1.7 Scope of the Study
This research aims to evaluate the use of marketing mix in the retail industry. Given that retail businesses in Auchi town have been chosen as a case study, the researcher will distribute structured questionnaires to managers and employees of some selected retail outlets in order to collect information (data) on their product line, stock control,
price and pricing, distribution, and promotion. Based on the findings, the information gathered will be examined to determine whether the marketing mix variables are being applied successfully and efficiently.
1.8 Operational Definition of Terms
It is important to understand some marketing jargons that are used in this research activity, which are stated below.
a. Retailer: A retailer is a merchant, a person, or occasionally an agent whose primary business is selling directly to the end user. He acts as an intermediate between the wholesaler or producer and the end consumer.
b. Appraisal: The act of estimating or determining the nature or value of something. It is an estimate or considered opinion about nature, quality, importance, etc.
c. Marketing mix: This is a set of controllable variables such as product, price, promotion, and place that a marketer uses to meet the requirements and wants of customers while also meeting company objectives.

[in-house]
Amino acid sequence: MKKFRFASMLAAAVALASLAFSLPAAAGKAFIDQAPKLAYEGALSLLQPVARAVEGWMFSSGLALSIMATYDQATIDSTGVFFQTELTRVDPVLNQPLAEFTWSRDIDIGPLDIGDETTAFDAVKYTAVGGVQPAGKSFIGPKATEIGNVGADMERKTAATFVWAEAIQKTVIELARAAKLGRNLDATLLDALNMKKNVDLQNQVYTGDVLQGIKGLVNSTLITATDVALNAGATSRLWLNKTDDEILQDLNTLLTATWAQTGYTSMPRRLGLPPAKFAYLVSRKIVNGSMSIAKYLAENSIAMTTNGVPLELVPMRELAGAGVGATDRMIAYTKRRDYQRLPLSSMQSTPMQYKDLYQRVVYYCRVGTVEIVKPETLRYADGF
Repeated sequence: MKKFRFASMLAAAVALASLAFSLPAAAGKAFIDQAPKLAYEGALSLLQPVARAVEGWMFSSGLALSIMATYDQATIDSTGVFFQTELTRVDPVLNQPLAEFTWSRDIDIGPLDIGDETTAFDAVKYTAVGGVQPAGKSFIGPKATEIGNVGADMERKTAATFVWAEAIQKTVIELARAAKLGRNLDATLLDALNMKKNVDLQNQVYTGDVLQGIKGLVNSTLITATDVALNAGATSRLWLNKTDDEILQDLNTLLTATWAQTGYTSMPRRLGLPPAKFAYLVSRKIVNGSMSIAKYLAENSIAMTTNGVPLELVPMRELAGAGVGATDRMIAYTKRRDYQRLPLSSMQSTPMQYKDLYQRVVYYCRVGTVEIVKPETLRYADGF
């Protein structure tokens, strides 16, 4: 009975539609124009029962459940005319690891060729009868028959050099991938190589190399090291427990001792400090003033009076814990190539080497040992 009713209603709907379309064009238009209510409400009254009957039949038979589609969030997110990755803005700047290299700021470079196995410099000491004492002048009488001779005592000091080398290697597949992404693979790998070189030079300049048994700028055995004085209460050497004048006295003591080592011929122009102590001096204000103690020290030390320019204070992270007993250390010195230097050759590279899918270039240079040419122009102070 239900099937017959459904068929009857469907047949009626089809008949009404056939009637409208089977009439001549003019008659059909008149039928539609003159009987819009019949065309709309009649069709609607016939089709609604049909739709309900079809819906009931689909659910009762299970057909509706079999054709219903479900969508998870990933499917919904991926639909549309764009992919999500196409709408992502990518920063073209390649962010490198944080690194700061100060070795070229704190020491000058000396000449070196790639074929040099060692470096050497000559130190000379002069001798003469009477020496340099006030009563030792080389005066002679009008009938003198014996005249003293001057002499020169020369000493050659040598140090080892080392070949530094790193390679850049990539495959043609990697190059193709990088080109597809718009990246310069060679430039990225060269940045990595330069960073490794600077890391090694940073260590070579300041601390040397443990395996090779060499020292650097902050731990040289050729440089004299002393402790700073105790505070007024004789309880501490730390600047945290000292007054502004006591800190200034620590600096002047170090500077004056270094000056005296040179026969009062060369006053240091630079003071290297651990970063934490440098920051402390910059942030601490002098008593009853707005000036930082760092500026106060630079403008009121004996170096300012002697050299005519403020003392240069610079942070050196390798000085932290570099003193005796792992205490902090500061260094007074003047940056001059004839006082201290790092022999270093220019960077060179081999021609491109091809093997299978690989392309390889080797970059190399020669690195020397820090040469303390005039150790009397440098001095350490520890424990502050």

d. Price: This is what the buyer pays and what the seller receives in exchange for a product. The price of an item is either the monetary value for which the seller is willing to swap the product or the buyer's perception of the thing's value.
e. Product: This is described as anything that may be supplied for market notice, acquisition, and consumption while also satisfying consumers' demands or needs at a profit. It is the benefit obtained as a result of marketing a physical entity or service.
f. Promotion: Agbonifoh, 2007. Define promotion as any type of communication that aims to influence and facilitate exchange. This is also known as marketing communication, and it includes personal selling, sales promotion, advertising, publicity, and direct marketing.
a. Place: Also known as distribution or channel of distribution, it refers to the transfer of title to products and the movement of items from the point of production to the point of consumption.
1.9 Limitations of the Study
This project is confined to retail businesses in Auchi town. The goal is to provide the researcher adequate time to conduct an in-depth examination of the subject matter,
which is an appraisal of marketing mix aspects in retail organisations. Some of the significant limitations that the research encountered while carrying out this work are as follows:
1. Time Constraint: This aspect hampered the successful completion of this project by interfering with other activities such as assignments, tests, and exam preparation.
2. Financial Constraint: The researcher struggles to complete the project on time due to insufficient financial resources to cover the logistics of travel (transport) and internet searches for published materials.
3. Respondent Attitude: The respondents' attitude towards the questionnaire constituted a severe challenge in terms of the amount of information acquired from the field survey.
4. Insufficient research materials: Obtaining related materials such as textbooks, journals, and other publications from the library and other sources proved challenging.